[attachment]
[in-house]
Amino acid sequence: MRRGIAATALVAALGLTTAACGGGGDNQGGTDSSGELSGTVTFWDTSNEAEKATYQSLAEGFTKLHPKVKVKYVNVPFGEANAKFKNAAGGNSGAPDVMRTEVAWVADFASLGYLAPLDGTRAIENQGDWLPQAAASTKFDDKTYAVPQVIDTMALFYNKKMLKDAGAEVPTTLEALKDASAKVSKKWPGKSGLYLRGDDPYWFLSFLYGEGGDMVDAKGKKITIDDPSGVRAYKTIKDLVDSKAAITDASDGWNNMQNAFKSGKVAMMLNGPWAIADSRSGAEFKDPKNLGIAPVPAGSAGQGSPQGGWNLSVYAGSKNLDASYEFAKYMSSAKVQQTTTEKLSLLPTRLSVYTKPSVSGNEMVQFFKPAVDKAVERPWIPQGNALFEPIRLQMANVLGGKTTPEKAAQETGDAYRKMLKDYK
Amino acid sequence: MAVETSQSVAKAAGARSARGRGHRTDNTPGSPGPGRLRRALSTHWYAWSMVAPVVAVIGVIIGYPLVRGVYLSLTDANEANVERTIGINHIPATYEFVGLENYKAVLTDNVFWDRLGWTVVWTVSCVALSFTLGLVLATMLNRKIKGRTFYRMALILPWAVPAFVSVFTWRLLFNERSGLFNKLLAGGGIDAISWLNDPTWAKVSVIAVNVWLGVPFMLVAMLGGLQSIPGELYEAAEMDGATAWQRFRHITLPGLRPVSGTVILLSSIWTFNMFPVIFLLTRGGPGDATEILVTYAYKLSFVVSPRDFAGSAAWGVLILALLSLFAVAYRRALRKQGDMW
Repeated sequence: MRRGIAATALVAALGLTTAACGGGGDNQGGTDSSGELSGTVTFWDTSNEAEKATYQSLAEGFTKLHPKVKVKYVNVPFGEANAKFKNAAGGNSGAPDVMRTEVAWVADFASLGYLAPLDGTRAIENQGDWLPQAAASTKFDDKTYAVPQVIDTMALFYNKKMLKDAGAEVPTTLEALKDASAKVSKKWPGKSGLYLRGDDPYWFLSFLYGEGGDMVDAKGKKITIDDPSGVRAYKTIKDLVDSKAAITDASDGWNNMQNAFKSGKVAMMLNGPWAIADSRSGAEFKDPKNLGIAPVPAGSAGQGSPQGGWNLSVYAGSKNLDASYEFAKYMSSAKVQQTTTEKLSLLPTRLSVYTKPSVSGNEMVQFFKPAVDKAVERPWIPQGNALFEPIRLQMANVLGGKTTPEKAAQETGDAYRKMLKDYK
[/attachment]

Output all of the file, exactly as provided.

[in-house]
Amino acid sequence: MRRGIAATALVAALGLTTAACGGGGDNQGGTDSSGELSGTVTFWDTSNEAEKATYQSLAEGFTKLHPKVKVKYVNVPFGEANAKFKNAAGGNSGAPDVMRTEVAWVADFASLGYLAPLDGTRAIENQGDWLPQAAASTKFDDKTYAVPQVIDTMALFYNKKMLKDAGAEVPTTLEALKDASAKVSKKWPGKSGLYLRGDDPYWFLSFLYGEGGDMVDAKGKKITIDDPSGVRAYKTIKDLVDSKAAITDASDGWNNMQNAFKSGKVAMMLNGPWAIADSRSGAEFKDPKNLGIAPVPAGSAGQGSPQGGWNLSVYAGSKNLDASYEFAKYMSSAKVQQTTTEKLSLLPTRLSVYTKPSVSGNEMVQFFKPAVDKAVERPWIPQGNALFEPIRLQMANVLGGKTTPEKAAQETGDAYRKMLKDYK
Amino acid sequence: MAVETSQSVAKAAGARSARGRGHRTDNTPGSPGPGRLRRALSTHWYAWSMVAPVVAVIGVIIGYPLVRGVYLSLTDANEANVERTIGINHIPATYEFVGLENYKAVLTDNVFWDRLGWTVVWTVSCVALSFTLGLVLATMLNRKIKGRTFYRMALILPWAVPAFVSVFTWRLLFNERSGLFNKLLAGGGIDAISWLNDPTWAKVSVIAVNVWLGVPFMLVAMLGGLQSIPGELYEAAEMDGATAWQRFRHITLPGLRPVSGTVILLSSIWTFNMFPVIFLLTRGGPGDATEILVTYAYKLSFVVSPRDFAGSAAWGVLILALLSLFAVAYRRALRKQGDMW
Repeated sequence: MRRGIAATALVAALGLTTAACGGGGDNQGGTDSSGELSGTVTFWDTSNEAEKATYQSLAEGFTKLHPKVKVKYVNVPFGEANAKFKNAAGGNSGAPDVMRTEVAWVADFASLGYLAPLDGTRAIENQGDWLPQAAASTKFDDKTYAVPQVIDTMALFYNKKMLKDAGAEVPTTLEALKDASAKVSKKWPGKSGLYLRGDDPYWFLSFLYGEGGDMVDAKGKKITIDDPSGVRAYKTIKDLVDSKAAITDASDGWNNMQNAFKSGKVAMMLNGPWAIADSRSGAEFKDPKNLGIAPVPAGSAGQGSPQGGWNLSVYAGSKNLDASYEFAKYMSSAKVQQTTTEKLSLLPTRLSVYTKPSVSGNEMVQFFKPAVDKAVERPWIPQGNALFEPIRLQMANVLGGKTTPEKAAQETGDAYRKMLKDYK